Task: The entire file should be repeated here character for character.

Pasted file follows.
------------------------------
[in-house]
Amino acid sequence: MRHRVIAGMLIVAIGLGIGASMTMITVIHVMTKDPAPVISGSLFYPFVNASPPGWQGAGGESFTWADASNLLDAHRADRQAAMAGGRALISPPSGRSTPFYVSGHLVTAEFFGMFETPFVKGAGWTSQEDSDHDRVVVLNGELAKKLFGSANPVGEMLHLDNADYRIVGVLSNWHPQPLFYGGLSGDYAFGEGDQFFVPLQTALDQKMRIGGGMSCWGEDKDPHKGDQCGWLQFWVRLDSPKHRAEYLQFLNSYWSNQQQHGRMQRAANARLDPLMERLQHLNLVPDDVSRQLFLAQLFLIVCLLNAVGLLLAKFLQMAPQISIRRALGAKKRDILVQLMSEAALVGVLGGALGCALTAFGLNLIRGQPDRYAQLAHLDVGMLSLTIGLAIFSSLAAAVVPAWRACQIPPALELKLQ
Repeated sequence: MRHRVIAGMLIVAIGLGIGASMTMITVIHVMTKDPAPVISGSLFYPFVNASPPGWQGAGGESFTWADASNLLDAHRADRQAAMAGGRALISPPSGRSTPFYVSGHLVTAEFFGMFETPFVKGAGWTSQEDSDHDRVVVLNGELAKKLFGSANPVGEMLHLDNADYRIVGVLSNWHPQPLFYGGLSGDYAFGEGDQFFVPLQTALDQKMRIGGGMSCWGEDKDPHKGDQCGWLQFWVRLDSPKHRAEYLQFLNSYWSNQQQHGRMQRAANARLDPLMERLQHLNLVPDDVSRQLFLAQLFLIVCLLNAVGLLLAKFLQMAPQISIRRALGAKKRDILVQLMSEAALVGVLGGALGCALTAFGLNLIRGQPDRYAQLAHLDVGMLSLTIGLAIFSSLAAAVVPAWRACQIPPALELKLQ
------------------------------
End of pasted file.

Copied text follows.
[in-house]
Amino acid sequence: MRHRVIAGMLIVAIGLGIGASMTMITVIHVMTKDPAPVISGSLFYPFVNASPPGWQGAGGESFTWADASNLLDAHRADRQAAMAGGRALISPPSGRSTPFYVSGHLVTAEFFGMFETPFVKGAGWTSQEDSDHDRVVVLNGELAKKLFGSANPVGEMLHLDNADYRIVGVLSNWHPQPLFYGGLSGDYAFGEGDQFFVPLQTALDQKMRIGGGMSCWGEDKDPHKGDQCGWLQFWVRLDSPKHRAEYLQFLNSYWSNQQQHGRMQRAANARLDPLMERLQHLNLVPDDVSRQLFLAQLFLIVCLLNAVGLLLAKFLQMAPQISIRRALGAKKRDILVQLMSEAALVGVLGGALGCALTAFGLNLIRGQPDRYAQLAHLDVGMLSLTIGLAIFSSLAAAVVPAWRACQIPPALELKLQ
Repeated sequence: MRHRVIAGMLIVAIGLGIGASMTMITVIHVMTKDPAPVISGSLFYPFVNASPPGWQGAGGESFTWADASNLLDAHRADRQAAMAGGRALISPPSGRSTPFYVSGHLVTAEFFGMFETPFVKGAGWTSQEDSDHDRVVVLNGELAKKLFGSANPVGEMLHLDNADYRIVGVLSNWHPQPLFYGGLSGDYAFGEGDQFFVPLQTALDQKMRIGGGMSCWGEDKDPHKGDQCGWLQFWVRLDSPKHRAEYLQFLNSYWSNQQQHGRMQRAANARLDPLMERLQHLNLVPDDVSRQLFLAQLFLIVCLLNAVGLLLAKFLQMAPQISIRRALGAKKRDILVQLMSEAALVGVLGGALGCALTAFGLNLIRGQPDRYAQLAHLDVGMLSLTIGLAIFSSLAAAVVPAWRACQIPPALELKLQ